Tanvi Misra is a staff writer for CityLab covering immigrant communities, housing, economic inequality, and culture. She also authors Navigator, a weekly newsletter for urban explorers (subscribe here). Her work also appears in The Atlantic, NPR, and BBC.
Living in a household where adults don't speak much English has economic and academic consequences for children.
Sapna Pandya grew up in a multi-generational immigrant household in Montgomery County, Maryland. Both her parents worked, so her grandparents looked after her. Outside the home, Pandya would broker all interactions for her grandparents—translating back-and-forth from Gujarati because they barely spoke English.
"What it does is that it flips the dynamic," she recalls. "It makes it so that you really have to grow up pretty quickly."
Pandya is now the director at Many Languages One Voice, a non-profit that wants to empower D.C.'s immigrant communities. Many of the children she works with are "linguistically isolated": they have no English-proficient family members over the age of 14 living in their homes. Unlike Pandya, whose parents did speak English, these children are their family's sole gateway to the outside world. The Urban Institute has identified around 85,000 such children in the D.C. metro area—that's one in 15 kids—who face economic and academic handicaps as a result of their unique position.
In general, limited English proficiency is correlated with low socio-economic status, and this is true in D.C., where a quarter of linguistically isolated families live below the poverty line. But the lack of English skills in these households prevents them from seeking and accessing the government support services they greatly need, says Julia Gelatt at the Urban Institute who has done extensive research on linguistic isolation.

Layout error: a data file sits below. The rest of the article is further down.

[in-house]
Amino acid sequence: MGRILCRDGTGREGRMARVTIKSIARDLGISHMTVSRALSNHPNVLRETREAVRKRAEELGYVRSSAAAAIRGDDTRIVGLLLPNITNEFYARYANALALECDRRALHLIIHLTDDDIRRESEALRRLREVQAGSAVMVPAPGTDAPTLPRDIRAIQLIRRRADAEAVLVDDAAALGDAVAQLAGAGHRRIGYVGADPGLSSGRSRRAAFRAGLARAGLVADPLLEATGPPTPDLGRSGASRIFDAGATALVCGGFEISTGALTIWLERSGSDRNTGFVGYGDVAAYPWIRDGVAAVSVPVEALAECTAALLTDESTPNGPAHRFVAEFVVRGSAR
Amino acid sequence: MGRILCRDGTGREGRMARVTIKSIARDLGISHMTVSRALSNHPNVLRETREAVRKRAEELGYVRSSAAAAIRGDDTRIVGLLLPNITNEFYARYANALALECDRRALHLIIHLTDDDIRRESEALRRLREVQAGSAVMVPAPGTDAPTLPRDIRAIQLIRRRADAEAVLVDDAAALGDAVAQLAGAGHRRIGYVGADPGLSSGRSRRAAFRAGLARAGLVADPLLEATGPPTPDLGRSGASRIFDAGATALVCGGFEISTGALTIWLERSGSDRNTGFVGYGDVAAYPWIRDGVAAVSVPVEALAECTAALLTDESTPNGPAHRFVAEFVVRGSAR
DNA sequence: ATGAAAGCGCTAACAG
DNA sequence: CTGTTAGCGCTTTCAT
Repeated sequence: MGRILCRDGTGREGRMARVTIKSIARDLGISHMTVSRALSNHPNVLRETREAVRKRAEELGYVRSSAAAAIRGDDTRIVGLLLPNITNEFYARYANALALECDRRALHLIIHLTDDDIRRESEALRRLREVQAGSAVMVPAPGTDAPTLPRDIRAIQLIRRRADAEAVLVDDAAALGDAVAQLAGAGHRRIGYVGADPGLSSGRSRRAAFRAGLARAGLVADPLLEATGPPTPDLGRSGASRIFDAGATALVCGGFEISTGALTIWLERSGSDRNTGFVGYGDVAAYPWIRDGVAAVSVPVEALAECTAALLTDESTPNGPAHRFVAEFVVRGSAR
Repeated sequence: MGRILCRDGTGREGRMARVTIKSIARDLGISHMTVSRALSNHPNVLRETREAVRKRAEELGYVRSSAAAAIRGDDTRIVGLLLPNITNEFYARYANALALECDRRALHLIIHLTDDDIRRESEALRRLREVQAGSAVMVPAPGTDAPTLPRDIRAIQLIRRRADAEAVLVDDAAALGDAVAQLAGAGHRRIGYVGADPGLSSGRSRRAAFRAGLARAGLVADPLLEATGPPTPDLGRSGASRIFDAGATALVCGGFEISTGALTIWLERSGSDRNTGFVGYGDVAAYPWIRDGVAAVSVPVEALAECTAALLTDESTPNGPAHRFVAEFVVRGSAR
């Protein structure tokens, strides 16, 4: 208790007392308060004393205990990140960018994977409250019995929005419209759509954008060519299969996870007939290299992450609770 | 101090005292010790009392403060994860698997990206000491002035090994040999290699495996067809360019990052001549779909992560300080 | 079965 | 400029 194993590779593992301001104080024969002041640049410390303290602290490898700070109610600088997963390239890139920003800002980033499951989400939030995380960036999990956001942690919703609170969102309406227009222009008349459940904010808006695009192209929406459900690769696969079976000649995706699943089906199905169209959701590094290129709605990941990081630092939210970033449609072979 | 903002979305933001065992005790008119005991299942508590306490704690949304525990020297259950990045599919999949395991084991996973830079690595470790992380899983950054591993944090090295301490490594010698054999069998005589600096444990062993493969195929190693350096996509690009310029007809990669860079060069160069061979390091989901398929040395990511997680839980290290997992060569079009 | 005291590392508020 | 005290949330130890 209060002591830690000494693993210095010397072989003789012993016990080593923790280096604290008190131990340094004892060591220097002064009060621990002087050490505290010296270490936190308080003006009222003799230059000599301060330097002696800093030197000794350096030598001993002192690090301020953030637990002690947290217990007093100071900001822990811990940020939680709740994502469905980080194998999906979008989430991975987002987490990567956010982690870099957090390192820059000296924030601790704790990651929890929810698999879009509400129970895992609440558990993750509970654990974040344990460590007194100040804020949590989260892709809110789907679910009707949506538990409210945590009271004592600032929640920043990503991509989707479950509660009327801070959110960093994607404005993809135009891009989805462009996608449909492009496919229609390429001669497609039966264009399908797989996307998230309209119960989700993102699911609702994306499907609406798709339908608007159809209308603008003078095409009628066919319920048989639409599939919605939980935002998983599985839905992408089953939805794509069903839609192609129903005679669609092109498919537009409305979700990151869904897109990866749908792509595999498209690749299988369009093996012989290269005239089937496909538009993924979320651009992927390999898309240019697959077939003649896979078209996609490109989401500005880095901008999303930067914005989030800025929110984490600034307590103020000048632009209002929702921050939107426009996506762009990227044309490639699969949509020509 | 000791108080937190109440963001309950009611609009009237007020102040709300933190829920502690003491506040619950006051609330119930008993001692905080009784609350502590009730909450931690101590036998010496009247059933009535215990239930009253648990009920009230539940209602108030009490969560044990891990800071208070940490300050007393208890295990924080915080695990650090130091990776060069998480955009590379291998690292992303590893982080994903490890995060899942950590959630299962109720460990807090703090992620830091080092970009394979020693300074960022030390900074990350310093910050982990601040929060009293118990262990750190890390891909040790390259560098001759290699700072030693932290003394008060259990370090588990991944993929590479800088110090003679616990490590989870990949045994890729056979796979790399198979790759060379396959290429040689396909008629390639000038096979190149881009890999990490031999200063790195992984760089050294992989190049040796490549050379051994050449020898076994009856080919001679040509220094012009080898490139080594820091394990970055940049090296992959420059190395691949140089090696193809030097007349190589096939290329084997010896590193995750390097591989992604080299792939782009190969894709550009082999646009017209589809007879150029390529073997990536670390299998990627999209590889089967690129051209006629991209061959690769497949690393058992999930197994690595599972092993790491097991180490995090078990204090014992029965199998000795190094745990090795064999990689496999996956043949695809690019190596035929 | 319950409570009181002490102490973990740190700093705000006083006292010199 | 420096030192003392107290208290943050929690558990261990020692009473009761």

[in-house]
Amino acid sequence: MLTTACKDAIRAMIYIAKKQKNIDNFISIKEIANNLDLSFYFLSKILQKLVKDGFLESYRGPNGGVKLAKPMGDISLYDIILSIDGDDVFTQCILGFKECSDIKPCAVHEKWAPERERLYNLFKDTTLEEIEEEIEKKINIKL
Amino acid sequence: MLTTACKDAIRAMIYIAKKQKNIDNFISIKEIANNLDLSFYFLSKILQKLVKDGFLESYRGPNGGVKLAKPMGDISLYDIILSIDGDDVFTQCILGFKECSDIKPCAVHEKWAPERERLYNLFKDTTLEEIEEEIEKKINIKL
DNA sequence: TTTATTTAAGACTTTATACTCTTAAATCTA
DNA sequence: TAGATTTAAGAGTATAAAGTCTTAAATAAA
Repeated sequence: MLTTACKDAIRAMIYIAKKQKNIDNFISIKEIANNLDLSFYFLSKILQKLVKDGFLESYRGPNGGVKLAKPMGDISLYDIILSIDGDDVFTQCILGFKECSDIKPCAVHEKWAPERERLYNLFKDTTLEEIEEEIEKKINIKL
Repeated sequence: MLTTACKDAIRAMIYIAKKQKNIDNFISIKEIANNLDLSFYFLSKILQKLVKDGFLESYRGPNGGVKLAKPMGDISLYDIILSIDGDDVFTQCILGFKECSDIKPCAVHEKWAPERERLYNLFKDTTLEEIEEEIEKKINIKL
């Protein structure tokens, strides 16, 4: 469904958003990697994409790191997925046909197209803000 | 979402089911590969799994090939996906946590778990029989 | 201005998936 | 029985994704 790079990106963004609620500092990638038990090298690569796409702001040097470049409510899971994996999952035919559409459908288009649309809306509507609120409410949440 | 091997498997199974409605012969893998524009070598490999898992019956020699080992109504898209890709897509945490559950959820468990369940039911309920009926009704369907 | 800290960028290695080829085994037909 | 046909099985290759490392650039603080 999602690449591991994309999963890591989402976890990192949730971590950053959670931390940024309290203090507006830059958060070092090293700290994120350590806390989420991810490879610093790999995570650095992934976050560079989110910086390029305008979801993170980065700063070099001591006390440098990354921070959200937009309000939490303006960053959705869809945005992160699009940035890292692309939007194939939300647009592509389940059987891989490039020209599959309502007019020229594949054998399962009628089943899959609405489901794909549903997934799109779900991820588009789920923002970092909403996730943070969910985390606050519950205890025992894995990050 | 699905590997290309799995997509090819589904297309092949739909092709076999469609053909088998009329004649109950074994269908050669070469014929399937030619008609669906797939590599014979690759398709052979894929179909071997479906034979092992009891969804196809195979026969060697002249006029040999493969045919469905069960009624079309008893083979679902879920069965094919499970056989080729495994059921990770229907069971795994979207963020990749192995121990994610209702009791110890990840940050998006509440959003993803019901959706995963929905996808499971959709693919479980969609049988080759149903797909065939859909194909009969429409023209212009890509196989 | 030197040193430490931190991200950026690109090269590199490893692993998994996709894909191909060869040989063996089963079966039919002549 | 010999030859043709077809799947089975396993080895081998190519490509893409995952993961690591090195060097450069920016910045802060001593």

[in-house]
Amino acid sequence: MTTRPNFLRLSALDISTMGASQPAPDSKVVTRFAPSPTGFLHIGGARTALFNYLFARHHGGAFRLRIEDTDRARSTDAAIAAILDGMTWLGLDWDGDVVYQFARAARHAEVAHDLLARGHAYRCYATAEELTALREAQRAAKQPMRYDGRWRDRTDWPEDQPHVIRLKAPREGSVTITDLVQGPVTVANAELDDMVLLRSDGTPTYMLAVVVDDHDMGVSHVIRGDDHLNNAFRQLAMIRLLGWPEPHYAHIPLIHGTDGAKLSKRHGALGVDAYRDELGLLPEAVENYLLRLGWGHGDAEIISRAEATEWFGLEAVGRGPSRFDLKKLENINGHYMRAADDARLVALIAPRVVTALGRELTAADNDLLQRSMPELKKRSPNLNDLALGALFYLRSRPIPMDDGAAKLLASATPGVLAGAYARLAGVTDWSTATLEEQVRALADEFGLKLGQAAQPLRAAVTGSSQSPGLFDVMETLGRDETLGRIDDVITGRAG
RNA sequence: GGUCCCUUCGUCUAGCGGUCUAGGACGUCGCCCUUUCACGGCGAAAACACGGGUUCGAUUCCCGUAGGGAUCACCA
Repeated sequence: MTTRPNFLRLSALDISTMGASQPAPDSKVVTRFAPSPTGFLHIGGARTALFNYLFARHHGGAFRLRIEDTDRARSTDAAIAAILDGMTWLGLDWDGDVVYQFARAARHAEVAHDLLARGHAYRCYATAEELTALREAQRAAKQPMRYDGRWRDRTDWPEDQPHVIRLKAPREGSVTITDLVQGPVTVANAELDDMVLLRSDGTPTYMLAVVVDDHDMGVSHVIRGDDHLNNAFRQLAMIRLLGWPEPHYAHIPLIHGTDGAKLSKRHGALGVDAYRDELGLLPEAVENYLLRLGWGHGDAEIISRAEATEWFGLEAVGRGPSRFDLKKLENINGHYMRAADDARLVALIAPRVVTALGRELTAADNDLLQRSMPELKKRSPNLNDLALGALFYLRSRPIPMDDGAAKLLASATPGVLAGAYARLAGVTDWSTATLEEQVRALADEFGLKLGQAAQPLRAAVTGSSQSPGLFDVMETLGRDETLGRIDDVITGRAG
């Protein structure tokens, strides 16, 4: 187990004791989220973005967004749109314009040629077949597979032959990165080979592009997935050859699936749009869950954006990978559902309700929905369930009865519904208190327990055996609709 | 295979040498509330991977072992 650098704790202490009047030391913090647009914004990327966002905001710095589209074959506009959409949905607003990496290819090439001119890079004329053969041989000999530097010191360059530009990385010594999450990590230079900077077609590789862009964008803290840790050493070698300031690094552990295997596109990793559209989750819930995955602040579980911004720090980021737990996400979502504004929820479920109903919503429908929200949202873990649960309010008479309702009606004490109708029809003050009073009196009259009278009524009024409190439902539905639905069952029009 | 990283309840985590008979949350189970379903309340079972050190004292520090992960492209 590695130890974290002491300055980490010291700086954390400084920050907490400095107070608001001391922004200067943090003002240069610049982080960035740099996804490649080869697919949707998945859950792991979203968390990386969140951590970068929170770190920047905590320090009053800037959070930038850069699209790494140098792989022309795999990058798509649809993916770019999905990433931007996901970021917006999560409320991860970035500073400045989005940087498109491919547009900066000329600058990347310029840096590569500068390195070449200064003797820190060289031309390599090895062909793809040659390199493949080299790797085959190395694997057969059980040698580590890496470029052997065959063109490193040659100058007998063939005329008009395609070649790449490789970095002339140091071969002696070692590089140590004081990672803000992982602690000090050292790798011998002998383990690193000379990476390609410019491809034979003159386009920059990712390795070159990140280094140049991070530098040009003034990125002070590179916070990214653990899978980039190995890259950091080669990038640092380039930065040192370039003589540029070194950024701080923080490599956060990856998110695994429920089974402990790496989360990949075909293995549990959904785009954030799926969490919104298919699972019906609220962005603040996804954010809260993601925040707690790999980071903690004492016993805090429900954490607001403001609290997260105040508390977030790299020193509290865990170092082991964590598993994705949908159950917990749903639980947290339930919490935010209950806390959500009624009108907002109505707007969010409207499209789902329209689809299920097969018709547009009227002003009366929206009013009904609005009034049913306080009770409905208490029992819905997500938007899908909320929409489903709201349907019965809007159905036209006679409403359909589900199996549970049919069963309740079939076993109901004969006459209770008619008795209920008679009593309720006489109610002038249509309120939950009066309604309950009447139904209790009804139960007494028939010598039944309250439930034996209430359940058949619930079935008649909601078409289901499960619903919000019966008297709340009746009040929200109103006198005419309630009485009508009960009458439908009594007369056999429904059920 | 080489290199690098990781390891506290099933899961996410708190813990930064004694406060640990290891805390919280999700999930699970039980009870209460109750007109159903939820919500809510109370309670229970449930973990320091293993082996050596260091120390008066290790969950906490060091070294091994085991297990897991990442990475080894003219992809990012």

Often these adults either don't know what resources are available, or the information they receive about them—brokered through community members—is incorrect. Many enlist their children to fill out complicated paperwork that the children are not always mature enough to handle, which leads to mistakes. Other times, the parents forgo the process filling out paperwork or tracking down information altogether because it's too embarrassing or cumbersome.
One key way limited English proficiency negatively affects immigrant children is evident in their low enrollment rates for early-education programs across the nation, says Gelatt. As many as 12 percent of children of U.S. immigrants ages 3 to 5 are not enrolled in school at all, according to this national data tool released by the Urban Institute.
The solution seems easy: just provide translated resources for immigrant parents so they don't have to rely on their kids for important information. But that's easier said than done. How many languages is it feasible to translate materials into? How do organizations and lawmakers decide which of these languages to pick and choose?
The D.C. metro area offers an interesting case study to this point. There are language-access laws in place, but diversity makes implementation difficult, says Gelatt. Around 63 percent of linguistically isolated D.C. households speak Spanish, but another 37 percent is a smattering of Asian and other languages.*
Pandya sees a way out, though—two, actually. One is for public organizations to make room in their budget for third-party private companies that offer an immediate, phone translation services. The other is to hire translators from local immigrant groups that are looking to make some extra cash ... just as long as they're not kids.
*CORRECTION: A previous version of this article misstated the language breakdown of linguistically isolated D.C. households—it's 63 percent Spanish (not 45 percent), and 37 percent Asian and other (not only Asian).